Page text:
Books: The Cruiser, Right or Wrong Memoir: My Life and Themes by Conor Cruise O'Brien Profile Pounds 20
Gearty, Conor, The Independent (London, England)
Some 20 years ago, an extraordinary event took place at the Literary and Historical Society in University College Dublin, the Irish equivalent of the Oxford and Cambridge debating unions. My cousin was auditor (or president as it would be in Britain) during that year and he had determined that his hero Conor Cruise O'Brien should be made a Vice-President of the Society. These appointments were usually made on the nod; there were many such functionaries, retired civil servants, judges, well-known writers and the like. But O'Brien was different. A full-scale meeting was required, at which a packed chamber debated in a raucous manner and for the whole evening the merits and demerits of this particular nominee.
The house was bitterly divided. The key contribution was a long speech from the greatest student orator of his generation, not praising the man in florid terms (of which we all knew he was capable and to which we had looked forward) but instead slowly, almost turgidly reciting the bare bones of O'Brien's extraordinary curriculum vitae: from his birth in 1917 and his early Trinity College scholarship, via the Irish foreign service, the United Nations, the UN crisis in Katanga in 1961, the Vice-Chancellorship of Ghana University and the Albert Schweitzer professorship at New York University, back to Ireland and service as a government minister in the then immediately recent past. As the powerful monotone reminded us, all this had been accompanied in every decade by writing of the very highest quality, with plays, literary criticism, historical works and political analysis all flowing consistently and elegantly from O'Brien's prolific pen. None of this was why the man was controversial, of course. It was that segment of himself that he had devoted to Northern Ireland and to rethinking Irish nationalism that had turned the Irish part of O'Brien's world inside out, and made that meeting angry and emotional. It was all the crowd cared for, but maybe subliminally they were trying to punish him for being a broader as well as a different kind of Irishman. "The Cruiser", as he was always called, just squeaked home.
O'Brien is an easy but dangerous man to hero-worship. His original but brilliantly incisive analysis of the Irish troubles at the start of the 1970s weaned a whole generation from addiction to a debilitating nationalism which had outlived its meaning, while at the same time seeming to have given birth to a new "terrorist" generation. Having garnered these disciples, O'Brien later made fools of them, when he dismissed the whole peace process as an IRA ruse and launched himself enthusiastically into Robert McCartney's tiny unionist faction in Northern Ireland. Now even this band have had to sack their famous patron after his argument (made in this book) that the unionist would after all be better off in the Republic. So O'Brien seems to be back more or less where he started decades ago, as a pluralist Irish nationalist of a very particular sort. To look for consistency in O'Brien is however to miss the point. He has never been cut out for the dullness of holding to the straight line. There is a flamboyance in him, and a self-awareness and humanity that come through almost all of this book. At a private dinner in honour of a very senior British newspaper figure some years ago, I happened to be sitting next to O'Brien. By now he had added yet another layer to his life, as a former Editor-in-Chief of the Observer. Meeting him for the first time, I said that though I had idolised him for years I felt he was now completely wrong about Ireland, Israel, South Africa and much else. He whooped with delight at the …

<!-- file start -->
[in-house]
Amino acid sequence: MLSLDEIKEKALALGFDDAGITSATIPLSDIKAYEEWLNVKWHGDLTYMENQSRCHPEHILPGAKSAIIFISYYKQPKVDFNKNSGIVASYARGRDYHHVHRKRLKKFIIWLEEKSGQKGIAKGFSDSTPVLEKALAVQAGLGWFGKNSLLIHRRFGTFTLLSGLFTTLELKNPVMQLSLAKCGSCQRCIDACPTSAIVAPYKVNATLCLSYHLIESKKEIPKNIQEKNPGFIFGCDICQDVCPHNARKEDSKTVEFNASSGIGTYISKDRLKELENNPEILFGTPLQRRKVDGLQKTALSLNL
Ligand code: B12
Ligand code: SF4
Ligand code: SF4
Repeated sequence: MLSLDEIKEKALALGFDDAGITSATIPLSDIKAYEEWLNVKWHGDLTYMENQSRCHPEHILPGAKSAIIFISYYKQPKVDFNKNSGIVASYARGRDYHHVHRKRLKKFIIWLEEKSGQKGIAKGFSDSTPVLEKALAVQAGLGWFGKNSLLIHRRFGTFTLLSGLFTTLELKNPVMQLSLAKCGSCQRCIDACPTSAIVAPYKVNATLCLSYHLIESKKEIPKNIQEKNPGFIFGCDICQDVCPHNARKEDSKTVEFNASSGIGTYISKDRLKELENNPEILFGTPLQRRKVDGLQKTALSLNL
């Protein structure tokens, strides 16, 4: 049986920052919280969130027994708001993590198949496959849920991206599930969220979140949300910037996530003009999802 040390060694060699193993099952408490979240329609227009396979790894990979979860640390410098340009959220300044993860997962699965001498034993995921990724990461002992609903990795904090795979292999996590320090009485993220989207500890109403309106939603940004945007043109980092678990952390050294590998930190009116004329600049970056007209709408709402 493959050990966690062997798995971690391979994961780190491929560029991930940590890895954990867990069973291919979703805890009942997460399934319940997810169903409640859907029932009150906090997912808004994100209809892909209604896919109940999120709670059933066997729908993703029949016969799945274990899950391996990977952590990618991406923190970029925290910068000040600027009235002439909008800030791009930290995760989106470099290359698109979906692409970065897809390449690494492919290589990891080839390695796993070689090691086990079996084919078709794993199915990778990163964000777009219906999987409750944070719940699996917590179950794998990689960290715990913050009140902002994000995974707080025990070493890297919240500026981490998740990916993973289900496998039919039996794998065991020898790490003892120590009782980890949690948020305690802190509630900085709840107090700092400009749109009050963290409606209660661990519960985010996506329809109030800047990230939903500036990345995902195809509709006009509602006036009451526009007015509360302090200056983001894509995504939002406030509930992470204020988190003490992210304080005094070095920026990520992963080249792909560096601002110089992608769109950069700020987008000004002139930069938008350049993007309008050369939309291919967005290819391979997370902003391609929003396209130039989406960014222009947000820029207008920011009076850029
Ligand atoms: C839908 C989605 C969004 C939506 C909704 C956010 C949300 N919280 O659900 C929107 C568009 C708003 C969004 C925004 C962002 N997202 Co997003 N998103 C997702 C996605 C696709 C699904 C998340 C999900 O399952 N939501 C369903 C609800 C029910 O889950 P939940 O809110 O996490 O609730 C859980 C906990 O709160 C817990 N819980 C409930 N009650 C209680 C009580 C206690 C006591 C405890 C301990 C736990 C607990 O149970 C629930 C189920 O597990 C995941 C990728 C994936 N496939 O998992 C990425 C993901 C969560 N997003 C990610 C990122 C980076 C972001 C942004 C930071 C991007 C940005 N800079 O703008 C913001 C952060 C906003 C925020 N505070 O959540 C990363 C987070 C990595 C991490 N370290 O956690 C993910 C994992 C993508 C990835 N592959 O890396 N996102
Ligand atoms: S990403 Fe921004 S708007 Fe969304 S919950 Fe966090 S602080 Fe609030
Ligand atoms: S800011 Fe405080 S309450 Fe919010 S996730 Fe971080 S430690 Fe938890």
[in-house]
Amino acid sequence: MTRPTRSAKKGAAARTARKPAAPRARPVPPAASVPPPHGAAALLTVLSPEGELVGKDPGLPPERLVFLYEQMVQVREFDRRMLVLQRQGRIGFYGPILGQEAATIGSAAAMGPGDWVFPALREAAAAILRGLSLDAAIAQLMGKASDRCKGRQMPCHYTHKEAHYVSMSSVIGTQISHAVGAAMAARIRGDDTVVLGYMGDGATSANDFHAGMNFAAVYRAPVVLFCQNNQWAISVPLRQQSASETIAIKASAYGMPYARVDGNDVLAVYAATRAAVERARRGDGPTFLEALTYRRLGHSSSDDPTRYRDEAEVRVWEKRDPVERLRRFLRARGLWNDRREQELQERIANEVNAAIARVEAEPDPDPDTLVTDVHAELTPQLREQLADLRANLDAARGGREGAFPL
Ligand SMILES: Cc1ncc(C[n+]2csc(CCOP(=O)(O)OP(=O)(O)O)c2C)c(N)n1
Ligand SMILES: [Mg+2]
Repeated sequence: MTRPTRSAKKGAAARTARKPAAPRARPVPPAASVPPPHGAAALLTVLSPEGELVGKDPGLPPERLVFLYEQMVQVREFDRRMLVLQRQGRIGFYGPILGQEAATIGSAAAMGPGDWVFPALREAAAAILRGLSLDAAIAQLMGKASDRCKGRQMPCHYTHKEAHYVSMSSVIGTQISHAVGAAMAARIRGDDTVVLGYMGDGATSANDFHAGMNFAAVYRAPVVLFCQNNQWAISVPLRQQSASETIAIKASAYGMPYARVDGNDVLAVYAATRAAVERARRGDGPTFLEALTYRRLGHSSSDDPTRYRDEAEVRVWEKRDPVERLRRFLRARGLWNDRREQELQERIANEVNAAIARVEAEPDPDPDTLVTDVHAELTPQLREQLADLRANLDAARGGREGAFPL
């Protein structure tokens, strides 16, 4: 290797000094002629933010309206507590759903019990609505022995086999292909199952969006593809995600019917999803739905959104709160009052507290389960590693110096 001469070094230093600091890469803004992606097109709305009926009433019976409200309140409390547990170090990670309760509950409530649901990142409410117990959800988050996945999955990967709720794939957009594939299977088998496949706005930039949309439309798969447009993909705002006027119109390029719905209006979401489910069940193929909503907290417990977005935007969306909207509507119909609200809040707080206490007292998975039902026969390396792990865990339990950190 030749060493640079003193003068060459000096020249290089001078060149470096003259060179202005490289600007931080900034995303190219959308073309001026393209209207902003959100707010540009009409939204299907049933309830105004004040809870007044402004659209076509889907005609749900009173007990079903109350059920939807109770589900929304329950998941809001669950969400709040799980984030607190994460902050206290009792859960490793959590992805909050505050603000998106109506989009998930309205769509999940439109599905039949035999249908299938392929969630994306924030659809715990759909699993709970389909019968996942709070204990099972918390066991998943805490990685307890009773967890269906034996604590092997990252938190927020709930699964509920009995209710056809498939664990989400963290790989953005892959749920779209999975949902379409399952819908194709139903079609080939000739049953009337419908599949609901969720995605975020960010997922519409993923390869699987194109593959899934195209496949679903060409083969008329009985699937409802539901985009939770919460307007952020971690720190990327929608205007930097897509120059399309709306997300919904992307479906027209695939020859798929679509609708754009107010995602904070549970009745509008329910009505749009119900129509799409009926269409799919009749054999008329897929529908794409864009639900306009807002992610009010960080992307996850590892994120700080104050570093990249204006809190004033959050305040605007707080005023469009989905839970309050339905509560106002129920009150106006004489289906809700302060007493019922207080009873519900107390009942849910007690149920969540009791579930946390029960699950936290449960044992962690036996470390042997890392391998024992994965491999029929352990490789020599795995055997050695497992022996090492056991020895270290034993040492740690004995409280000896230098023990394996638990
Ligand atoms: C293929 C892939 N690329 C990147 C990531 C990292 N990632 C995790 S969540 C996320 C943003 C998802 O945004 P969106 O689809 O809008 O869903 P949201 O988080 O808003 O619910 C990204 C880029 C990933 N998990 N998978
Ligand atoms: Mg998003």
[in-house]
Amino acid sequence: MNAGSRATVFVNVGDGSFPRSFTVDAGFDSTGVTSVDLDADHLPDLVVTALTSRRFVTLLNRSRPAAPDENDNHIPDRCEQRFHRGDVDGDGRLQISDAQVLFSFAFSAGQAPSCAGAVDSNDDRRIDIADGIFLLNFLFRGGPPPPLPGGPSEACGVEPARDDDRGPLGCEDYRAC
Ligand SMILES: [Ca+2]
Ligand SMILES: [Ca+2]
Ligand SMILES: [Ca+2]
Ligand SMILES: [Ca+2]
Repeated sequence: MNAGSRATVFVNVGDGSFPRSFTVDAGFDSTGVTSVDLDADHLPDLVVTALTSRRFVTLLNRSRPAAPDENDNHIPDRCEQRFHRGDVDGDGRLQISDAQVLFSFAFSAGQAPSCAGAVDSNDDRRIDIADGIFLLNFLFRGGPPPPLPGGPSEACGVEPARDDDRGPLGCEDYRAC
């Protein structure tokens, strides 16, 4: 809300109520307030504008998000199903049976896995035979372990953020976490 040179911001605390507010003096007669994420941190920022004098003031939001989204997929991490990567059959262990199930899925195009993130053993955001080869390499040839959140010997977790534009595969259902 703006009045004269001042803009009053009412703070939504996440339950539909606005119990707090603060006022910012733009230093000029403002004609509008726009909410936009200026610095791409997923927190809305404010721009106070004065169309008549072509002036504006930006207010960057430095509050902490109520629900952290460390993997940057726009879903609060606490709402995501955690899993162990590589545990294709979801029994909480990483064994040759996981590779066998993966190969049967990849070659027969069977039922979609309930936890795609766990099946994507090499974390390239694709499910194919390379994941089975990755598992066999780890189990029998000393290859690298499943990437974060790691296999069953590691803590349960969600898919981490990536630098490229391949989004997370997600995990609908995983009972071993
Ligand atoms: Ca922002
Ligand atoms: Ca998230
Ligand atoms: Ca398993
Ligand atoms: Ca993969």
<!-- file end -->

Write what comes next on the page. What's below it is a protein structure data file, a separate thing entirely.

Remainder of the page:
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Publication information: Article title: Books: The Cruiser, Right or Wrong Memoir: My Life and Themes by Conor Cruise O'Brien Profile Pounds 20. Contributors: Gearty, Conor - Author. Newspaper title: The Independent (London, England). Publication date: December 13, 1998. Page number: 13. © 2009 The Independent - London. Provided by ProQuest LLC. All Rights Reserved.
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